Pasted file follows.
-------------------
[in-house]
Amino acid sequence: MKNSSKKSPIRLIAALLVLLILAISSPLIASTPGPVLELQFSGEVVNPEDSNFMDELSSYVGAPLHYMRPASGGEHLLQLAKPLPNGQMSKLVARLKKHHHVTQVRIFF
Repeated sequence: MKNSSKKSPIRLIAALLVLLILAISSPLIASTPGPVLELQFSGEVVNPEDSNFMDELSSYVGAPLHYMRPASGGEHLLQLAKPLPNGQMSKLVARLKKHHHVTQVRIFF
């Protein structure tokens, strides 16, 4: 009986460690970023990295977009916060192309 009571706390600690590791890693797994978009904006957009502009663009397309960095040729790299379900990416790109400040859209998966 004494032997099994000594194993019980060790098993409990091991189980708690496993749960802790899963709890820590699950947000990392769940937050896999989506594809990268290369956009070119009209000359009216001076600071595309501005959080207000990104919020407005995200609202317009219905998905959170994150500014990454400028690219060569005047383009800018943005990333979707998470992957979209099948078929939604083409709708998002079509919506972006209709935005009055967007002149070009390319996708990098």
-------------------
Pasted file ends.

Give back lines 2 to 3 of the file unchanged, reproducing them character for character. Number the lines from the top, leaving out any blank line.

Amino acid sequence: MKNSSKKSPIRLIAALLVLLILAISSPLIASTPGPVLELQFSGEVVNPEDSNFMDELSSYVGAPLHYMRPASGGEHLLQLAKPLPNGQMSKLVARLKKHHHVTQVRIFF
Repeated sequence: MKNSSKKSPIRLIAALLVLLILAISSPLIASTPGPVLELQFSGEVVNPEDSNFMDELSSYVGAPLHYMRPASGGEHLLQLAKPLPNGQMSKLVARLKKHHHVTQVRIFF